Statements made by whatever other persons are not receivable in proof.In this way, the announcements of a few officers conceding their blame that lesser number of persons were appeared on records of the processing plant to keep it out of the utilization of the Central Excise was held to be not an affirmation against the prosecutor.

There are seven classes of persons who can make affirmations

1.            Party to the procedure (Section 18)

2.            Agent approved by such gathering (Section 18)

3.            Party suing or sued in a delegate character (Section 18)

4.            Person who has any exclusive or monetary interest(Section 18)

5.            Persons from whom the gatherings to the suit haveinferred their enthusiasm for the topic of the suit. (Area 18)

6.            A man whose position is in issue or is applicable. (Area19)

7.            Persons explicitly alluded by the gathering to suit.(Segment 20)

The statement of injured which was recorded as a dying declaration which, consequent upon his survival, is to be treated as a statement

In Sunil Kumar and others Vs. State of M.P. ( AIR 1997 SC 940), in this case the Supreme Court, while dealing with the statement of injured witness, which was then recorded as a dying declaration by the Magistrate, observed that the statement of injured which was recorded as a dying declaration which, consequent upon his survival, is to be treated as a statement under Section 164 of the Criminal Procedure and can be used for “corroboration or contradiction”, unlike the statement under Section 161, which can be used only for “contradiction”.

Honest and truthful witnesses may differ in some details

In State of U.P. Vs. M.K. Anthony AIR 1985 SC 48, the Hon’ble Apex Court laid down certain guidelines in this regard, which require to be followed by the courts in such cases. The Court observed as under - "technical approach by taking sentences torn out of context here or there from the evidence, attaching importance to some technical error committed by the investigating officer not going to the root of the matter would not ordinarily permit rejection of the evidence as a whole. If the court before whom the witness gives evidence had the opportunity to form the opinion about the general tenor of evidence given by the witness, the appellate court which had not this benefit will have to attach due weight to the appreciation of evidence by the trial court and unless there are reasons weighty and formidable it would not be proper to reject the evidence on the ground of minor variations or infirmities in the matter of trivial details. Even honest and truthful witnesses may differ in some details unrelated to the main incident because power of observation, retention and reproduction differ with individuals. Cross examination is an unequal duel between a rustic and refined lawyer.”

Statement under Section 161 Cr. P. C is not a substantive piece of evidence

In Rajendra singh vs. State of U.P – (2007) 7 SCC 378, “a statement under Section 161 Cr. P. C is not a substantive piece of evidence. In view of the provision to Section 162 (1) CrPC, the said statement can be used only for the limited purpose of contradicting the maker thereof in the manner laid down in the said proviso. Therefore, the High Court committed a manifest error of law in relying upon wholly inadmissible evidence in recording a finding that Respondent 2 could not have been present at the scene of commission of the crime.”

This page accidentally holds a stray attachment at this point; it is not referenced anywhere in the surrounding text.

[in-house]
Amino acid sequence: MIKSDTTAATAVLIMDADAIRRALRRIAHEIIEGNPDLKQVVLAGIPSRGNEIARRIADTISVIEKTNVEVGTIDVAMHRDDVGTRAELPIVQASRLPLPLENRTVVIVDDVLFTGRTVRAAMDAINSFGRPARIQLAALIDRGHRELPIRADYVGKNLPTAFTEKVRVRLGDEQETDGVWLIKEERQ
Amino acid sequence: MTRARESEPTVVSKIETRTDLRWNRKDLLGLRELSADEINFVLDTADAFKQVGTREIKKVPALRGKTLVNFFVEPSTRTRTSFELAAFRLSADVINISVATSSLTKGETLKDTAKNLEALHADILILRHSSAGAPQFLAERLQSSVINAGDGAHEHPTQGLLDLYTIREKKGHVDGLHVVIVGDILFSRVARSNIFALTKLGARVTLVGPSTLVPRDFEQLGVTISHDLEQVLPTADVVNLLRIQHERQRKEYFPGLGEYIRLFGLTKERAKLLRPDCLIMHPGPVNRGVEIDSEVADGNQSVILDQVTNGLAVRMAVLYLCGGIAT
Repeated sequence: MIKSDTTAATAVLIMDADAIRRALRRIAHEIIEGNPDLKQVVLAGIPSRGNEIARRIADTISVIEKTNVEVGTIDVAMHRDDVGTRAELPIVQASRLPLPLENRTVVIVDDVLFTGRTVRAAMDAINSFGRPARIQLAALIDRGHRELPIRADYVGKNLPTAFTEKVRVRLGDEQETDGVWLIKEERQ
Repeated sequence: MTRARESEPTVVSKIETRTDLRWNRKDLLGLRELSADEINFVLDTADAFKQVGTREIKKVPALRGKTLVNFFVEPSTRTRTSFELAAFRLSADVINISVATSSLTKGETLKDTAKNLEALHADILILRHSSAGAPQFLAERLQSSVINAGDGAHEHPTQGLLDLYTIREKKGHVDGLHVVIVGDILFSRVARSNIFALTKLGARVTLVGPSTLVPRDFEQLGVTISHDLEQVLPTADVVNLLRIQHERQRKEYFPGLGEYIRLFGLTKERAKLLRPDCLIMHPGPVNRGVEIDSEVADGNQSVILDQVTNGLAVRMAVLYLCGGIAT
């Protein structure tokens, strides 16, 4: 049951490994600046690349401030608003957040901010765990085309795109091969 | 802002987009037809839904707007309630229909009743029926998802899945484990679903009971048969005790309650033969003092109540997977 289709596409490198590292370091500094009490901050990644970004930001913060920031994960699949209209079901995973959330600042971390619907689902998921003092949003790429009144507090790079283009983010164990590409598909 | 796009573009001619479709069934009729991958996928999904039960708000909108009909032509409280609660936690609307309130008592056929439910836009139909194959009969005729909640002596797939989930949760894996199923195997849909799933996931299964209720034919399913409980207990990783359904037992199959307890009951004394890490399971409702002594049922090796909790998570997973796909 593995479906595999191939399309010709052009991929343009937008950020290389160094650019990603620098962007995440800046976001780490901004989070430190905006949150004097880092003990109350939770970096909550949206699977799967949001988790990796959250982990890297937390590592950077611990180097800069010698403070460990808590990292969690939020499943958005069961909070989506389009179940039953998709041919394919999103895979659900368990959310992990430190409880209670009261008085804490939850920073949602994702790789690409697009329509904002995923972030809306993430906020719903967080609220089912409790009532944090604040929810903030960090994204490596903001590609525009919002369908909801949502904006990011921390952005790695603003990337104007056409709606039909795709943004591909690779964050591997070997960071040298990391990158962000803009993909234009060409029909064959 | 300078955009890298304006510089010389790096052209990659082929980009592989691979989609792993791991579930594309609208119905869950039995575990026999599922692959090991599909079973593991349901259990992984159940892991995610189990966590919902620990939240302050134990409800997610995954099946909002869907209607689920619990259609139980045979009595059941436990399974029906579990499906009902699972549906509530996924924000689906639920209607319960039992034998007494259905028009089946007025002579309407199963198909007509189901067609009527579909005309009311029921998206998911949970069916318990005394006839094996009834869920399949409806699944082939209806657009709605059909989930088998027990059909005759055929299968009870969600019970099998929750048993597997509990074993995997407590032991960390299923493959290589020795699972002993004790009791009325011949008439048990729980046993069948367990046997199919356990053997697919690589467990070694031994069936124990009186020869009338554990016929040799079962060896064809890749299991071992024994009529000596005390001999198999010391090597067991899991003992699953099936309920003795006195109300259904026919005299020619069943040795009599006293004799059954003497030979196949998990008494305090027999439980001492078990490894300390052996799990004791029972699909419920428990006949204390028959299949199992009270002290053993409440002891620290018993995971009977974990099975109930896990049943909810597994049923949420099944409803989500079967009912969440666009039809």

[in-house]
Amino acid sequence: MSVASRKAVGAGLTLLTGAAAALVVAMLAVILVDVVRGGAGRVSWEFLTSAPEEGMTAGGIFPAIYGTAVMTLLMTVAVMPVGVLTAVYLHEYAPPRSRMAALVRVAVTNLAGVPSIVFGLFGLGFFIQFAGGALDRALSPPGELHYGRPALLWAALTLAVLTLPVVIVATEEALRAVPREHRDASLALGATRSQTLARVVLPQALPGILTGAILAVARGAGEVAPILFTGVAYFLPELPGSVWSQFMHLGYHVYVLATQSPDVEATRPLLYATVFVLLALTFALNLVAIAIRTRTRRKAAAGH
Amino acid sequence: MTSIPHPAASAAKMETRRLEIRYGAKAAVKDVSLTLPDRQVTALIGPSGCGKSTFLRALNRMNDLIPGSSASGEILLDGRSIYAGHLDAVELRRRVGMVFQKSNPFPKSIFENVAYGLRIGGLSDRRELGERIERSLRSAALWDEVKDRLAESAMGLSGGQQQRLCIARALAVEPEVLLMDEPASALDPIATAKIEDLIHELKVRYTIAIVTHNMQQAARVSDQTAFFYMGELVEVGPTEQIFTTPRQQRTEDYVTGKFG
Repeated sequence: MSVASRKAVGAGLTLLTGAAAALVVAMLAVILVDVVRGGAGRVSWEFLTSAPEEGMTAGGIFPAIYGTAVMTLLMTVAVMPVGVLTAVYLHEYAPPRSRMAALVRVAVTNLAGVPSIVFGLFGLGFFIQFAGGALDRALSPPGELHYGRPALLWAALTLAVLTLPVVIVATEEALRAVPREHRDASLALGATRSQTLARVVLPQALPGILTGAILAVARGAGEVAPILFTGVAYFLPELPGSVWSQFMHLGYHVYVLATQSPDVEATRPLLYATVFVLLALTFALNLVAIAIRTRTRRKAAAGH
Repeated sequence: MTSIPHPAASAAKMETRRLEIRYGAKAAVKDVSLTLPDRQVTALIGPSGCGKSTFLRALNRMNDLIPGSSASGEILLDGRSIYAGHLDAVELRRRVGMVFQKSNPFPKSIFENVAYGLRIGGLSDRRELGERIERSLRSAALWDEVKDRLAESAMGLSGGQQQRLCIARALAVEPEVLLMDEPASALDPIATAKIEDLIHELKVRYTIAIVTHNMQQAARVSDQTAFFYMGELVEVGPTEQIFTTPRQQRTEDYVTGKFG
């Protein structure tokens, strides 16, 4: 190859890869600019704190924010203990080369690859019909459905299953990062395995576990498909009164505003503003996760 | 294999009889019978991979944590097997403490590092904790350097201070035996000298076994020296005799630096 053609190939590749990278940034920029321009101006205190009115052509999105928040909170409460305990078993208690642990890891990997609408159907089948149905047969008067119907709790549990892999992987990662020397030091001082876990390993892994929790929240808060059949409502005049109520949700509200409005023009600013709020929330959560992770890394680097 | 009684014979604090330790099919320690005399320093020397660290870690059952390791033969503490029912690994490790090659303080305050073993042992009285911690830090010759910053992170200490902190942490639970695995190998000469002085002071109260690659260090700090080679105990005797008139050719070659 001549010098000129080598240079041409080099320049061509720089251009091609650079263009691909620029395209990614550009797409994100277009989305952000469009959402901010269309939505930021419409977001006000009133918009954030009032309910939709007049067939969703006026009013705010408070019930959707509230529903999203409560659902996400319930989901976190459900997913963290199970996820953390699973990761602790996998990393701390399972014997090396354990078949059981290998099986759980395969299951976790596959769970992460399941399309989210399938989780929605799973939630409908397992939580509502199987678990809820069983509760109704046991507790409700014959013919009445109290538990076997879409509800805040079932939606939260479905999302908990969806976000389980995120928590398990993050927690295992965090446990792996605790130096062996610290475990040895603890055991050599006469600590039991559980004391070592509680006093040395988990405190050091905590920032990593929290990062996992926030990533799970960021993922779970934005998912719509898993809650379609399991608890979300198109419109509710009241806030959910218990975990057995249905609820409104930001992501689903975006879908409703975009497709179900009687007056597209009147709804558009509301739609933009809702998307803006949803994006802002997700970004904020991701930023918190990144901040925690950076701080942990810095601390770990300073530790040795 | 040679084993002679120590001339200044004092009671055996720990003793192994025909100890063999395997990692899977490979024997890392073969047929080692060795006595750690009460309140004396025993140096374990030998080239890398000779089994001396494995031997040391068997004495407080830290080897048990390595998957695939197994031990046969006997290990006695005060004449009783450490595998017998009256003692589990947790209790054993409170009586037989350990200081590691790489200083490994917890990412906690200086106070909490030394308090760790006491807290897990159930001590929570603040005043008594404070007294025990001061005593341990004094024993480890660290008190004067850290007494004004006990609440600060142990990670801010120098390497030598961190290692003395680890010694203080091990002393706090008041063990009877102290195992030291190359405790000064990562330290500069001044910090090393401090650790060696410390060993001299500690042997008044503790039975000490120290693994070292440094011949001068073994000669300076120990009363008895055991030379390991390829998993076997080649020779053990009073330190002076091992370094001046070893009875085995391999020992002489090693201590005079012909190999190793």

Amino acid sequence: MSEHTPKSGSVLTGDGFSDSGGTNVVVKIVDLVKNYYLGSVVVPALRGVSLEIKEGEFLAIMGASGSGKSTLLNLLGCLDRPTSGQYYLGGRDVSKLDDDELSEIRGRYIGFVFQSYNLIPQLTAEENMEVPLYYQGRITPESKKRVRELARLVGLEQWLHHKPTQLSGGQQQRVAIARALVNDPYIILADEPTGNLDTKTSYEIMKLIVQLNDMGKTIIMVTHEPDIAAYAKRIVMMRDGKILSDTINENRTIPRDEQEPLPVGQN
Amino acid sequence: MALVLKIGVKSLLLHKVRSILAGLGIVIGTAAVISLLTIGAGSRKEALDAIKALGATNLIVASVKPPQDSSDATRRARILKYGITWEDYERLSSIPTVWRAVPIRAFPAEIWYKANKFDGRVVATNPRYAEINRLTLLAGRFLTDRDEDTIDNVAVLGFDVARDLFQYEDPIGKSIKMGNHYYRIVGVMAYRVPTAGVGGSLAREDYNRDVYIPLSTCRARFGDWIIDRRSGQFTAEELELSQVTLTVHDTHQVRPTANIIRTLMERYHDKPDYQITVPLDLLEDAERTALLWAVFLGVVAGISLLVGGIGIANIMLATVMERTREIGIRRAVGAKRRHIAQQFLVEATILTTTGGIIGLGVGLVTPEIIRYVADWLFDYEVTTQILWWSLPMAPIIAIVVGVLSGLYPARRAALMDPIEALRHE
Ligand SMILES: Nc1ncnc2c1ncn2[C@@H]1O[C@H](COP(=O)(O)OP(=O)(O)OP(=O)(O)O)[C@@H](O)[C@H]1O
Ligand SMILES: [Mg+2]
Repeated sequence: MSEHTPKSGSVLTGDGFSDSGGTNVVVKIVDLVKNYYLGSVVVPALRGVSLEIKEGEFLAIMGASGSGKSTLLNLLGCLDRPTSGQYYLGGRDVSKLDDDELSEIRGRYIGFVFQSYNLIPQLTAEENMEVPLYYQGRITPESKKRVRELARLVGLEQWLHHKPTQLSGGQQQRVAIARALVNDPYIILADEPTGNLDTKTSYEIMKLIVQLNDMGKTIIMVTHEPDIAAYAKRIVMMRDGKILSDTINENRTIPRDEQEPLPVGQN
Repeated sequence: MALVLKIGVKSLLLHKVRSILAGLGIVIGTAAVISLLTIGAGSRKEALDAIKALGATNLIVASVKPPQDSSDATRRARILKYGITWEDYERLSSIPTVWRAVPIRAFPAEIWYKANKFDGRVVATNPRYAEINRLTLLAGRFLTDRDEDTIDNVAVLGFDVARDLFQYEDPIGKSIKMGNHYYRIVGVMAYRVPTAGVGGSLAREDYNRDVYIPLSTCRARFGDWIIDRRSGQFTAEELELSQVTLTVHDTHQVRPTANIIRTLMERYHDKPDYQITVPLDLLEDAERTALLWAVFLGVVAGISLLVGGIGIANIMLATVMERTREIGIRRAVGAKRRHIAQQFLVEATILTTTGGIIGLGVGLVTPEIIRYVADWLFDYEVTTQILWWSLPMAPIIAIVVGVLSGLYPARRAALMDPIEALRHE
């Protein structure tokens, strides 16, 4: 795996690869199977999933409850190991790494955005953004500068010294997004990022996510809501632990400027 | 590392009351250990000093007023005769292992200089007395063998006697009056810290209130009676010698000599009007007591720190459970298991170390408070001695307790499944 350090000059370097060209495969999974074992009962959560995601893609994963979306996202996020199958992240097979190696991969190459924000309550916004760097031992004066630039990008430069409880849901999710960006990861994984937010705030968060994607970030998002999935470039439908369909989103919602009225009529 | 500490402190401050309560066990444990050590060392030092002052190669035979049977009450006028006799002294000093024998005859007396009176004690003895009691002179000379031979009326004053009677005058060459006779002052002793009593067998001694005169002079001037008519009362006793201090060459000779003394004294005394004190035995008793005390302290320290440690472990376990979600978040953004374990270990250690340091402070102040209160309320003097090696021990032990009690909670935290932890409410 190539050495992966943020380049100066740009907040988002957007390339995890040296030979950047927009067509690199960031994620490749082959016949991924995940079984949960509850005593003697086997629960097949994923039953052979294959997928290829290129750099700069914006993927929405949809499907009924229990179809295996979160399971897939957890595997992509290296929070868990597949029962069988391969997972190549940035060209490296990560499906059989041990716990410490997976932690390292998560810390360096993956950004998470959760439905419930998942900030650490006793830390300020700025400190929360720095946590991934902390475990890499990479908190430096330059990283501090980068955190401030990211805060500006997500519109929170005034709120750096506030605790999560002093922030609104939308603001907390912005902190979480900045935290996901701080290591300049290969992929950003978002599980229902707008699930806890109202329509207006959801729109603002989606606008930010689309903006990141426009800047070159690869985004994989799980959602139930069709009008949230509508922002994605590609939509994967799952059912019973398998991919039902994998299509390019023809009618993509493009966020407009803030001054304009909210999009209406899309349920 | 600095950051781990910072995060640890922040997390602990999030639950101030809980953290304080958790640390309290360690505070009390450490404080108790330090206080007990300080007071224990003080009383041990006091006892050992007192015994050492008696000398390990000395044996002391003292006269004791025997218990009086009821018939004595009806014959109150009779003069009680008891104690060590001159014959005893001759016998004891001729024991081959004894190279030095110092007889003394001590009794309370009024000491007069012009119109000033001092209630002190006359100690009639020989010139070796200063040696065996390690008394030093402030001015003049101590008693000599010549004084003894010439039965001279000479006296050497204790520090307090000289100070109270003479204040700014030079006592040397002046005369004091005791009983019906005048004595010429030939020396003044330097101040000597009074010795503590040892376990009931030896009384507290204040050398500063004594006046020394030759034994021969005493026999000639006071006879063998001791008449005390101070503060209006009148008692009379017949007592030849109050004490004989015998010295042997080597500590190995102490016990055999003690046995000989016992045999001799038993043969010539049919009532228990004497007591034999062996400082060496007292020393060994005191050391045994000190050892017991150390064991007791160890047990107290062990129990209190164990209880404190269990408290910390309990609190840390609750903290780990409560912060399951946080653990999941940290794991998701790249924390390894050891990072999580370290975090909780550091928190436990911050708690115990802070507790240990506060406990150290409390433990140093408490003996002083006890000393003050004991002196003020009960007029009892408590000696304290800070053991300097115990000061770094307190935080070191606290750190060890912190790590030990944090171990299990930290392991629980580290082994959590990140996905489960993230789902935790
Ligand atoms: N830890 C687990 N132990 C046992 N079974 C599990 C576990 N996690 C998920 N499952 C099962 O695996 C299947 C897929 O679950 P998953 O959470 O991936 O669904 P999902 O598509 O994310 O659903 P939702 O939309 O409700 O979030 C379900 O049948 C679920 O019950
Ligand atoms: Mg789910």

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Party to the proceeding

“When several persons are jointly interested in the subject -matter of the suit, the general rule is that the admissions of any one of these persons are receivable against himself and fellows, whether they be all jointly suing or sued, or whether an action be brought in favour of or against one or more of them separately, provided the admissions relate to the subject- matter in dispute, and be made by the declaring in his character of a person jointly interested with the party against whom the evidence is tendered." Admissions made by a party’s witness cannot be treated as admissions made by the party. Such admissions do not bind the party.

Agent authorized by such party

The admissions of an agent are admissible because the principal is bound by the acts of his agent done in the course of business and within the scope of his authority. A statement made by an agent whom the court regards, under the circumstances of the case, as expressly or impliedly authorized to make it, is admissible though not on oath, e.g., a statement by an agent before a settlement officer that his principal was a bastard. Before the statements of an agent can be relevant as admissions, the facts of the agency must be proved. Where there is no such relationship, the statement in question would not qualify for relevancy.

Thus, where over a matter of sub-letting, the tenant’s brother stated on affidavit before Income-tax Authorities that he was the tenant, there being no agency relationship between the two brothers, nor there being the signature of the tenant, the Supreme Court held that the statement was not admissible against the tenant.

Persons expressly referred by the party to suit.

This section forms another exception to the rule that admissions by strangers to a suit are not relevant. Under it, the admissions of a third person is also receivable in evidence against, and have frequently been held to be in fact binding upon, the party who has expressly referred another to him for information in regard to an uncertain or disputed matter.

If a reference is made over a disputed matter to a third person, not in the nature of a submission to arbitration, but rather as an aid to the settlement of the differences existing between the parties and to enable the parties themselves to effect a settlement on the information, in such cases the party is bound by the declaration of the person referred to in the same manner and to the same extent as if it was made by himself.